How one prepares for a career in nursing informatics depends on one’s background. The nursing professional with strong clinical experience has the necessary foundational skills — for example, strong communication and leadership in patient advocacy. They must then transition into technology, specifically computer and information science. For those who are not nurses but who possess tech skills, Sugrue suggests thinking hard about taking on nursing — not a casual decision, and there’s really no other way to grasp the technical and ethical demands of the profession. The payoff, beyond a good salary, includes promoting patient care through IT and helping to transform health care into the future.

Consider Pursuing a Career in Health Informatics

This 2014 story, excerpted from the U.S. News Best Graduate Schools 2015 guidebook, glances at the experience of a recent college graduate with a degree in biological sciences who entered health informatics. It makes a point of the importance of an advanced degree in this field as challenges multiply for making sense of increasingly complex data and information systems.

Let’s face it. Becoming a nurse is tough enough. Informatics on top of that? It takes a lot of heart.

Who qualifies?

While it’s still possible to enter informatics with a bachelor’s degree, new professionals need a lot of on-the-job training: experience in handling EHRs, perhaps multidisciplinary work involving technology or systems strategy, working as a nurse in any specialized area. All of that could provide the expertise that will give them a leg up. But….

Nursing informatics specialists must be board certified (RN-BC) by the American Nurses Credentialing Center, which established the following criteria:

Hold a current, active RN license within a state or territory of the United States or the professional, legally recognized equivalent in another country.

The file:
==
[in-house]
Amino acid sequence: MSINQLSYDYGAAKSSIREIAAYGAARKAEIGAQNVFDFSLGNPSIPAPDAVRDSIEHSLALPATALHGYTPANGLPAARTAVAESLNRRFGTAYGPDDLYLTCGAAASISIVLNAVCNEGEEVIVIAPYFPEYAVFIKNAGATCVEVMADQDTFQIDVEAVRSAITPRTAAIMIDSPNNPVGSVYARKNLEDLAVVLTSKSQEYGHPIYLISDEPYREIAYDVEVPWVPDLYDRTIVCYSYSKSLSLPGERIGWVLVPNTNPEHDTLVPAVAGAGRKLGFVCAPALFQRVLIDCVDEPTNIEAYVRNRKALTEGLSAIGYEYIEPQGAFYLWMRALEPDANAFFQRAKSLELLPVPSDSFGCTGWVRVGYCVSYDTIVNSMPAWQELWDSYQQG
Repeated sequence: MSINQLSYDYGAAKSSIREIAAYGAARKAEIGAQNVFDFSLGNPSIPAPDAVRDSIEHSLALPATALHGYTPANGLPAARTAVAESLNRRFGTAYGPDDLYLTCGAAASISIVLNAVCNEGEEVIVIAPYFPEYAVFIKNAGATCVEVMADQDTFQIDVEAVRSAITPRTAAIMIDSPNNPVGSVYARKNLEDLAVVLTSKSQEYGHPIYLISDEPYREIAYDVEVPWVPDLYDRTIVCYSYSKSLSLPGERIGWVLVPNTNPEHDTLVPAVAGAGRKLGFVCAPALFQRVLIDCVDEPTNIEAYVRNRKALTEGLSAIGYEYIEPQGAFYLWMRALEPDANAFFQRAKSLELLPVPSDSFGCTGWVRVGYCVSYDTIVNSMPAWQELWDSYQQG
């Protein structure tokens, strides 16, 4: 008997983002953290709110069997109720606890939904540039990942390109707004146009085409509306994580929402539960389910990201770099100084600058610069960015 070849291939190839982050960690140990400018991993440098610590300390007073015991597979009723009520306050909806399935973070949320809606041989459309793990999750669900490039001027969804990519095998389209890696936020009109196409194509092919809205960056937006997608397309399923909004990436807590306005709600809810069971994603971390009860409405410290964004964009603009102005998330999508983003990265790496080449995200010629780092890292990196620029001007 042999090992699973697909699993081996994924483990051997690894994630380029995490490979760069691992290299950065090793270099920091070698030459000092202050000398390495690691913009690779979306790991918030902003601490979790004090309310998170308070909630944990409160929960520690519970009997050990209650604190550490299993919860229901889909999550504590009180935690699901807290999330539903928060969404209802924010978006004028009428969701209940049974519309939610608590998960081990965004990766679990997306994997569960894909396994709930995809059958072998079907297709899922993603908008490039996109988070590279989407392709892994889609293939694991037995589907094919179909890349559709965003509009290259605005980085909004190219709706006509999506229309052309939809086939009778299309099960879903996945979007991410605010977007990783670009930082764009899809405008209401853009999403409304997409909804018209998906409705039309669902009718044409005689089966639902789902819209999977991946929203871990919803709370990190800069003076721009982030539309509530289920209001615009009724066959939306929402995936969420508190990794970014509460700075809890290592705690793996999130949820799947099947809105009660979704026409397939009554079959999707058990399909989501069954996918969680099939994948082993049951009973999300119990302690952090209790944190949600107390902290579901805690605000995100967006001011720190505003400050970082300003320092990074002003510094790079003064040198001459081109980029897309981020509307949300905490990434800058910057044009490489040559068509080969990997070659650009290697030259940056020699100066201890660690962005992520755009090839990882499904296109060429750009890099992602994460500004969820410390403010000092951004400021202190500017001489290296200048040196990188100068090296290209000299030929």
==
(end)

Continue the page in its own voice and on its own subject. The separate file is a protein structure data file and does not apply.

Hold a bachelor’s or higher degree in nursing or a bachelor’s degree in a relevant field.

Have practiced the equivalent of 2 years full-time as a registered nurse.

Have completed 30 hours of continuing education in informatics nursing within the last 3 years.

Meet one of the following practice hour requirements:

  • Have practiced a minimum of 2,000 hours in informatics nursing within the last 3 years.
  • Have practiced a minimum of 1,000 hours in informatics nursing in the last 3 years and completed a minimum of 12 semester hours of academic credit in informatics courses that are part of a graduate-level informatics nursing program.
  • Have completed a graduate program in informatics nursing containing a minimum of 200 hours of faculty-supervised practicum in informatics nursing.

Other certifications are also encouraged.

It makes sense that, in a field focused on making meaning from information, the same need exists for students to manage their personal educational documentation. Students pursuing an education in nursing informatics will benefit from portable, secure e-portfolios to manage their data throughout the educational process.

We’ve written before about the importance and usefulness of these “digital repositories of student work,” CB Bridges being a leading trendsetter in the field. Reach out to us at tekMountain for more information.


This blog was produced by the tekMountain Team of Sean AhlumAmanda Sipes, and Zach Cioffi with lead writer Bill DiNome.